William Campbell (bap. 1 September 1745–22 August 1781), Revolutionary War militia officer, was born in Augusta County, the son of Charles Campbell, a farmer, and Margaret Buchanan Campbell. He was baptized at Tinkling Spring Presbyterian Church on 1 September 1745. Campbell received the best education available in the vicinity, being privately tutored and attending Augusta Academy, a forerunner of Washington and Lee University. A tall, strong, imposing man with sandy red hair and blue eyes, he had a fiery temper but was noted for his courtesy. Confident in himself, Campbell inspired confidence in others and was ideally suited to lead Virginia frontiersmen.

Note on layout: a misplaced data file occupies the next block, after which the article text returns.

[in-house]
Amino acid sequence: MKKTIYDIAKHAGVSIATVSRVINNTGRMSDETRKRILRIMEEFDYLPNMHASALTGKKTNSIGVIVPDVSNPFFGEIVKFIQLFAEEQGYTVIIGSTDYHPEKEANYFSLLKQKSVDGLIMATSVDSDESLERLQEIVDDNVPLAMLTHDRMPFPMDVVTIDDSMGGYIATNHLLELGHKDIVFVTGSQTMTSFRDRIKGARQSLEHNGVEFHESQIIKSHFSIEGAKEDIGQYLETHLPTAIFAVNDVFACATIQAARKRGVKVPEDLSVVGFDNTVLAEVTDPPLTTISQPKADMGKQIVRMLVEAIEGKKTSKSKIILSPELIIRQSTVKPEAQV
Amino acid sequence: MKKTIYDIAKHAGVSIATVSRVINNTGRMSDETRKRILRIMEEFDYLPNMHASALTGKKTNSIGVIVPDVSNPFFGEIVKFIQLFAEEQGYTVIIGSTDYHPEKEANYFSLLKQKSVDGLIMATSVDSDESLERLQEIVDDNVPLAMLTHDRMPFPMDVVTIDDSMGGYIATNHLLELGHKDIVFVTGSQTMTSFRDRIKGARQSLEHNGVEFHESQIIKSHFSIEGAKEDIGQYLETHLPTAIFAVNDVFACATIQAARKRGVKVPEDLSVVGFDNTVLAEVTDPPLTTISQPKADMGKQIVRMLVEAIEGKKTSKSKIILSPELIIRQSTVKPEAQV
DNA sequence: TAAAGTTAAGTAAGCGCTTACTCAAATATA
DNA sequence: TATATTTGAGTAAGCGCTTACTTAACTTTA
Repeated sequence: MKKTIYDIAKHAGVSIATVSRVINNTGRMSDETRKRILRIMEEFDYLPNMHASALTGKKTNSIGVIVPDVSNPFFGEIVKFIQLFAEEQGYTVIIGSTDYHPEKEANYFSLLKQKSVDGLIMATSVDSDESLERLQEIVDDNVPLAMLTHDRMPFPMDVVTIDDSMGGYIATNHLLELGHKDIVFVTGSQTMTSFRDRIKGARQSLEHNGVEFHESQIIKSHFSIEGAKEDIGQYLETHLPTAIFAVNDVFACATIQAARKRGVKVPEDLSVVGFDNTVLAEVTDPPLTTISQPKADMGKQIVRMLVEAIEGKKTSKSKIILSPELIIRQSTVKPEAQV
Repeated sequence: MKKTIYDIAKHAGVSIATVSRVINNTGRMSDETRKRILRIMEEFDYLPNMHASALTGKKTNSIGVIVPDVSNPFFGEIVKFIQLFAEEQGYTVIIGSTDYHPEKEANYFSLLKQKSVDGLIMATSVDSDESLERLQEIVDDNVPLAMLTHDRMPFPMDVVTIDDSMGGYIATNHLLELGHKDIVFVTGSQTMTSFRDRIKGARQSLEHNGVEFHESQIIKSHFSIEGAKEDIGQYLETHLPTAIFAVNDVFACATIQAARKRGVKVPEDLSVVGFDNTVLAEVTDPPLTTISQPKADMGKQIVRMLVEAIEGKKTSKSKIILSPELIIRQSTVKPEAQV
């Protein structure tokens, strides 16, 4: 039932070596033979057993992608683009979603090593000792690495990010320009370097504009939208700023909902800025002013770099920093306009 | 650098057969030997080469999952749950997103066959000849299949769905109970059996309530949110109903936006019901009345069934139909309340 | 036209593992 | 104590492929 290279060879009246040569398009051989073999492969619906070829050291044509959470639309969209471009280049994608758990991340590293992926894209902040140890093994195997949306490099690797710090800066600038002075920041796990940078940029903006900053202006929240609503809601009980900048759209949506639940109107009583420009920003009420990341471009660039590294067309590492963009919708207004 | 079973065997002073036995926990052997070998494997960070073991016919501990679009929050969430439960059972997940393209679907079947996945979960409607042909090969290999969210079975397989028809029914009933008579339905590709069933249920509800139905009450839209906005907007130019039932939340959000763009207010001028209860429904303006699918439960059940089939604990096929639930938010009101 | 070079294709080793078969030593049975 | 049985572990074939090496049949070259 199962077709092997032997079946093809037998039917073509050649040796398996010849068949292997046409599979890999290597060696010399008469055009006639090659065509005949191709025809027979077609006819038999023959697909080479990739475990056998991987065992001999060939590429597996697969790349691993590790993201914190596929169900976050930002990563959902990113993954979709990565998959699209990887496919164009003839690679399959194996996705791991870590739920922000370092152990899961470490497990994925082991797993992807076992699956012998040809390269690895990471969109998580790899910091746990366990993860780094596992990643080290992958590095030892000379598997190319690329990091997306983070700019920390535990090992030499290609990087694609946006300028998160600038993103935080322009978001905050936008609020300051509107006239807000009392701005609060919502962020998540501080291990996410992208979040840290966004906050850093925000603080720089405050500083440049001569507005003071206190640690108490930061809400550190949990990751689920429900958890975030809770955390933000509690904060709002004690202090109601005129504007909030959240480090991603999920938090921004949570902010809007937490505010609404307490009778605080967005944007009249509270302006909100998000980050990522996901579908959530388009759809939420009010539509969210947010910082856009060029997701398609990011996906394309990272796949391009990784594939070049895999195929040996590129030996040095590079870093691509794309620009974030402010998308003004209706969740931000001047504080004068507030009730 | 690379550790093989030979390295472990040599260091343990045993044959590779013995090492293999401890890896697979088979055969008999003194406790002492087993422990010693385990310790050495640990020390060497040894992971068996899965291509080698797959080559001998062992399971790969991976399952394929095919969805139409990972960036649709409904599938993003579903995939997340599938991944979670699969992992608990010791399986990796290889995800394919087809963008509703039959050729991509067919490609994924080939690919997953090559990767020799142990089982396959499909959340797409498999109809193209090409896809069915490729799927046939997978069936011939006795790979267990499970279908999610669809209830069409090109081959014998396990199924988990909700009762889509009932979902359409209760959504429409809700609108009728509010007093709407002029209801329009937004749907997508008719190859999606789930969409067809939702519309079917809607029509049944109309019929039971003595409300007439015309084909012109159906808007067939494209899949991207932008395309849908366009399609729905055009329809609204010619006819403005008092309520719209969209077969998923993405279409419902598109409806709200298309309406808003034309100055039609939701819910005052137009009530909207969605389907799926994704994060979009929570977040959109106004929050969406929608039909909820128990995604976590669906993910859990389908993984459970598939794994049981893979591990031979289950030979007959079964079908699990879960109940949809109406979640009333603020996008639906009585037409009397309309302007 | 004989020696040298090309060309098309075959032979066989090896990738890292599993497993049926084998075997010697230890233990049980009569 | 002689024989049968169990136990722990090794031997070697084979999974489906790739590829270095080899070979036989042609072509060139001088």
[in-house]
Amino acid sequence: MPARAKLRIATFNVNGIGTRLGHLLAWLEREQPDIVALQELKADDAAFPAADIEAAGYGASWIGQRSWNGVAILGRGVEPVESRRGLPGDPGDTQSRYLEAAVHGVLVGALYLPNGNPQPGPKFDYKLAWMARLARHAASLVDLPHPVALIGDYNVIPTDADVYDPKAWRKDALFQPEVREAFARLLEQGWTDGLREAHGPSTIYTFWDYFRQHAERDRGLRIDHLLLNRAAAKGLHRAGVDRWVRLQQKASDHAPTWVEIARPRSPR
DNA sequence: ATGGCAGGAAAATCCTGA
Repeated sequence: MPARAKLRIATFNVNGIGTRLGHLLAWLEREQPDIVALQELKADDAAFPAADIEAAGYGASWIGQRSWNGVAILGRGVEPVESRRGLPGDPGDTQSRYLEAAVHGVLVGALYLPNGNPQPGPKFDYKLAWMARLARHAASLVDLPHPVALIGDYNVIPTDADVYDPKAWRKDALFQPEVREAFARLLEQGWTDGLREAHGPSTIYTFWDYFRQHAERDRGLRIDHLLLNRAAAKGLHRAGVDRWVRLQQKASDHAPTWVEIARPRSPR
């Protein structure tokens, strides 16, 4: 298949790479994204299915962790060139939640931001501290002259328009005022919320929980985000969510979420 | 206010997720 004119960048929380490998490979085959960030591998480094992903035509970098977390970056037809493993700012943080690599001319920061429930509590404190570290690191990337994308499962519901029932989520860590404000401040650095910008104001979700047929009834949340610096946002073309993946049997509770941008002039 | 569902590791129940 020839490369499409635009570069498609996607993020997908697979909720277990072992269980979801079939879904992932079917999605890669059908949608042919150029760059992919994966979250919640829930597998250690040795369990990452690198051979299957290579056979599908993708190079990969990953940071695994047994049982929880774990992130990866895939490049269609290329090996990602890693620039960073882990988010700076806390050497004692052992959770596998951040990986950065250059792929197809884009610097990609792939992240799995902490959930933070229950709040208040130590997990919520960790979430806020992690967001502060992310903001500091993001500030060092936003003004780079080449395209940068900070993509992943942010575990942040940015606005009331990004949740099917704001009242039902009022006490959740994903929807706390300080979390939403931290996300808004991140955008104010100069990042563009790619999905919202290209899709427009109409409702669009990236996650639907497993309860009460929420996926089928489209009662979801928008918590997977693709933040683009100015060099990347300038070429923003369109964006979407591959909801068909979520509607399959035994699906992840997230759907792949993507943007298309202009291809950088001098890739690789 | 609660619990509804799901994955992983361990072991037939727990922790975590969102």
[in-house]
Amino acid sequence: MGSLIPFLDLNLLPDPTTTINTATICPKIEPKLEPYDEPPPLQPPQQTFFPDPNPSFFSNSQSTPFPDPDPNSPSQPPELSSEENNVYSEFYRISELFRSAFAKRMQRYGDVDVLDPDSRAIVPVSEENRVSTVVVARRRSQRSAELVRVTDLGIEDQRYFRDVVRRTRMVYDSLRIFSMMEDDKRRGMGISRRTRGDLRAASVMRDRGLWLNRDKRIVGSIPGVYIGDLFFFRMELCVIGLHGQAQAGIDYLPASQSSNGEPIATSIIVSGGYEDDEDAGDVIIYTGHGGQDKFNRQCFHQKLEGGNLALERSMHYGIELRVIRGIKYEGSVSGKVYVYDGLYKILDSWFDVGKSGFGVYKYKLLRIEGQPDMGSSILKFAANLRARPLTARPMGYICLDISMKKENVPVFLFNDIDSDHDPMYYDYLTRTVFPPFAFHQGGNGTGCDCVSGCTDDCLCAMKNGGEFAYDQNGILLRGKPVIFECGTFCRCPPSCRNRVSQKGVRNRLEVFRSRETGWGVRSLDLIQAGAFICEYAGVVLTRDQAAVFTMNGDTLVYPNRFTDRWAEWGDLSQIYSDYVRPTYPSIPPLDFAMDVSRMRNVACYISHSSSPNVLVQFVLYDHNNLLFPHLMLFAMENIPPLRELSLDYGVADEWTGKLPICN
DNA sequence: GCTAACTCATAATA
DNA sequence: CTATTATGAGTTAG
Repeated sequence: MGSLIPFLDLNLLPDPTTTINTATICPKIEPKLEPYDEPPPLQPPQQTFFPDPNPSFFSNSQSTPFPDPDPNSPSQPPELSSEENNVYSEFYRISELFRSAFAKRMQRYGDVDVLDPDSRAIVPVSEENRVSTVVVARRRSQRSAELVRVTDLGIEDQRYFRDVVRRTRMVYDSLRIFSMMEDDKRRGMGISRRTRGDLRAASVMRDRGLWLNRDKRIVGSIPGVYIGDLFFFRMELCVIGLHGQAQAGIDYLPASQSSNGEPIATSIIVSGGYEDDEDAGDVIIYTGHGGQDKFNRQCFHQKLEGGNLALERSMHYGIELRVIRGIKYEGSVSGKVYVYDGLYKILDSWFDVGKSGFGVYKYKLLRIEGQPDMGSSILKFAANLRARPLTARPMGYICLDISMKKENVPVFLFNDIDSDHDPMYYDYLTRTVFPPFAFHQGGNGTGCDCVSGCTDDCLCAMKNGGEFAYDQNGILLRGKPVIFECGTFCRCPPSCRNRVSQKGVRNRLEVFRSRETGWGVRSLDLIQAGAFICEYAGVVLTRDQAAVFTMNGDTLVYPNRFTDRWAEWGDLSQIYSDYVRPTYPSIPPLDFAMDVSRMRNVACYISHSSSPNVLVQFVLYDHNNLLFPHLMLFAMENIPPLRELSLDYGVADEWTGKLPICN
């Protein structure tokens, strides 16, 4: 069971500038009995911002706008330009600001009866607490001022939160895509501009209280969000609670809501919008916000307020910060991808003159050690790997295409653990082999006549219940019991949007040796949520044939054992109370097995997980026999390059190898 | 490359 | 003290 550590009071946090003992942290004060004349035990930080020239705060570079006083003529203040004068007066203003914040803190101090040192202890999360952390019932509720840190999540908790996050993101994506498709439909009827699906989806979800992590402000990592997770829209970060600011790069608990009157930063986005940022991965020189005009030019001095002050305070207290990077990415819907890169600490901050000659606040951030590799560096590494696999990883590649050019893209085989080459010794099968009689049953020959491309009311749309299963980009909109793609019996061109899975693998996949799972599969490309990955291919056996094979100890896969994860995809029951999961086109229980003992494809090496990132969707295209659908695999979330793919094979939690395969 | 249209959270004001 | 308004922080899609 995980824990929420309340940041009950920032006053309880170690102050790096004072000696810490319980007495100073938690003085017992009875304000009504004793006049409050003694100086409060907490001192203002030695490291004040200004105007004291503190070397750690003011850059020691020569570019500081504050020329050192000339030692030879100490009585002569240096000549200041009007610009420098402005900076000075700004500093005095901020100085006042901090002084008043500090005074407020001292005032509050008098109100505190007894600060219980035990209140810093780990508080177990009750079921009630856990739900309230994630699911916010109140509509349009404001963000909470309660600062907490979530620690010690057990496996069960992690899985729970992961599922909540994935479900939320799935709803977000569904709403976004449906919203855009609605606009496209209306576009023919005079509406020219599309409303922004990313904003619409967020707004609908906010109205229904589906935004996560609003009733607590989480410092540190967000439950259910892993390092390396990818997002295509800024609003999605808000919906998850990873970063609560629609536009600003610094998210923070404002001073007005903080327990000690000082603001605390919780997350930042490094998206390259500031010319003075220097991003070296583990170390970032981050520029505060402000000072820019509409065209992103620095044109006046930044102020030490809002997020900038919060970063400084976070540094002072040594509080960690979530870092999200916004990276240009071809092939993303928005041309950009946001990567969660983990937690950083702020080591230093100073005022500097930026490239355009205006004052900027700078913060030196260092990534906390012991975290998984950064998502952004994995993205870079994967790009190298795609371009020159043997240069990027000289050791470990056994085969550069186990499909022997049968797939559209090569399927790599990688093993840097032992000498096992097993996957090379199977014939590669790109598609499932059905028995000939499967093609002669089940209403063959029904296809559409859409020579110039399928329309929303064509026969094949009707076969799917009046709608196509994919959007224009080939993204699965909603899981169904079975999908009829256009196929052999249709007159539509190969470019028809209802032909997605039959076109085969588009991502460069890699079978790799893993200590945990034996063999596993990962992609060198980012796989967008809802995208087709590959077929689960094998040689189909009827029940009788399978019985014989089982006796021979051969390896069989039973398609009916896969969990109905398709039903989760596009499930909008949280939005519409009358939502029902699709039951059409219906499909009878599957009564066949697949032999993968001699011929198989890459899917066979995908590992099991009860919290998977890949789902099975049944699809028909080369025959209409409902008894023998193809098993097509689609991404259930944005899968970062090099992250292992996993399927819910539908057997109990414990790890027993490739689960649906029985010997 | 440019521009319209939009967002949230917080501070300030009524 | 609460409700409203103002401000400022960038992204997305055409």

When his father died in 1767, Campbell inherited a large estate that included many acres in southwestern Virginia. Moving there in 1768 and relocating his mother and sisters there four years later, he established a plantation, Aspenvale, about twenty miles from present-day Abingdon in what became Smyth County in 1832. Campbell was already a prominent local gentleman when the government of the newly created Fincastle County was organized in 1773, and he became one of its justices of the peace in April of that year. He was a captain in the county militia in 1774 during Dunmore's War, but he did not take part in any fighting. On 20 January 1775 Campbell was elected to the Fincastle County Committee, which adopted an address to the Virginia members of the First Continental Congress pledging support for congressional efforts to redress colonial grievances. By September of that year he had recruited a company of Fincastle County riflemen that was taken into the 1st Virginia Regiment under the command of Patrick Henry. Campbell received a captain's commission dating from 15 December 1775. While serving in Williamsburg he became a close friend of Henry and on 2 April 1776 married Henry's sister, Elizabeth Henry, in Hanover County. They had one son and one daughter.